Charles Dickens specialised in lengthy opening sentences, strewn with clauses, which would possibly have some readers casting aside before the end of Page 1. Oliver Twist and A Tale of Two Cities are both from that school, but my favourite Dickens opening lines come from Great Expectations:

My father’s family name being Pirrip, and my Christian name Philip, my infant tongue could make of both names nothing longer or more explicit than Pip.

… and, a bit obviously, A Christmas Carol:

Marley was dead, to begin with.

patrickkavanaghFirst lines are perhaps even more crucial to the success of a poem.

The title of The Atlantic piece is “This did something powerful to me”, and the opening lines of Seamus Heaney’s “Mid Term Break” and Patrick Kavanagh’s “Inniskeen Road: July Evening” certainly had a profound effect on my school-going self:


I sat all morning in the college sick bay
Counting bells knelling classes to a close.

– “Mid Term Break”, Seamus Heaney

The bicycles go by in twos and threes  –
There’s a dance in Billy Brennan’s barn to-night,

– “Inniskeen Road: July Evening”, Patrick Kavanagh

What all these great opening lines have in common (apart from a great poem or story or entire book beyond them) is in laying down an immediate certainty in the world that to be conveyed. There is no cloudiness, no vague qualifiers, no dearth of confidence. All of which leads me to believe that unshakable confidence is a hallmark of all the best writers (famous or otherwise).

Anyway, please forgive the digression across the Irish Sea and beyond.

Have you got any favourite first lines from Irish (or non-Irish) poems, short stories or novels?


4 thoughts on “Perfect opening lines: Joyce, Beckett, McCann, Heaney, Kavanagh and beyond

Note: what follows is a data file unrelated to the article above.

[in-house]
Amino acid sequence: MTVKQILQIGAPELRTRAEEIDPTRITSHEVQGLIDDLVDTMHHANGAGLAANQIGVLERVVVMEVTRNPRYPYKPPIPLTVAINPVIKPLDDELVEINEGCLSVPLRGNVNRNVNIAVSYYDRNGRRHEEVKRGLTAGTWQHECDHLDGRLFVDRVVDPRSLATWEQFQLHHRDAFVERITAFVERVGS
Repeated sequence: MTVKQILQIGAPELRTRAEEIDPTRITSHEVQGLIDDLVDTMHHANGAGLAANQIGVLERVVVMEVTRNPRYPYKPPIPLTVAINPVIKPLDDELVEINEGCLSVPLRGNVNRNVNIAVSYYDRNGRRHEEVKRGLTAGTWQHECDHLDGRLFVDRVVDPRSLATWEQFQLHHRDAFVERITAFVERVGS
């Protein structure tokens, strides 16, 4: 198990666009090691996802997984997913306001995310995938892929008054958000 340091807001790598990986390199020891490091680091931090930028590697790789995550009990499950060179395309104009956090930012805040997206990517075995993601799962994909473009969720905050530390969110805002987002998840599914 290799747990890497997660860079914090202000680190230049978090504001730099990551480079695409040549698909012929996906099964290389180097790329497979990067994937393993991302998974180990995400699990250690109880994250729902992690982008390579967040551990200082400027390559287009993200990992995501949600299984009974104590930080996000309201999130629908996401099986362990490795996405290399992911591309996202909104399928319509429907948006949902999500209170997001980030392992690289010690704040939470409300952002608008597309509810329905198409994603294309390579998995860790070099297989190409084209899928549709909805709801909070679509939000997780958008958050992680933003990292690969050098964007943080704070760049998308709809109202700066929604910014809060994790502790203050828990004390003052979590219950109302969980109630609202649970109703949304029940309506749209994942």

1. Today a rare sun of spring. And horse carts clanging to the quays down Tara Street and the shoeless white faced kids screaming.

    J.P.Donleavy – The Ginger Man

    Three o’clock in February. All the sky was blue and high. Banners and bunting and people bunched up between. Greetings and sadness.

    J.P.Donleavy – A Fairy Tale of New York

  2. A green hunting cap squeezed the top of the fleshy balloon of a head. The green earflaps, full of large ears and uncut hair and the fine bristles that grew in the ears themselves, stuck out on either side like turn signals indicating two directions at once. Full, pursed lips protruded beneath the bushy black moustache and, at their corners, sank into little folds filled with disapproval and potato chip crumbs. In the shadow under the green visor of the cap Ignatius J. Reilly’s supercilious blue and yellow eyes looked down upon the other people waiting under the clock at the D. H. Holmes department store, studying the crowd of people for signs of bad taste and dress. Several of the outfits, Ignatius noticed, were new enough and expensive enough to be properly considered offenses against taste and decency. Possession of anything new or expensive only reflected a person’s lack of theology and geometry; it could even cast doubts upon one’s soul.

    – A Confederacy of Dunces (John Kennedy Toole)

    BTW, it’s ‘Finnegans Wake’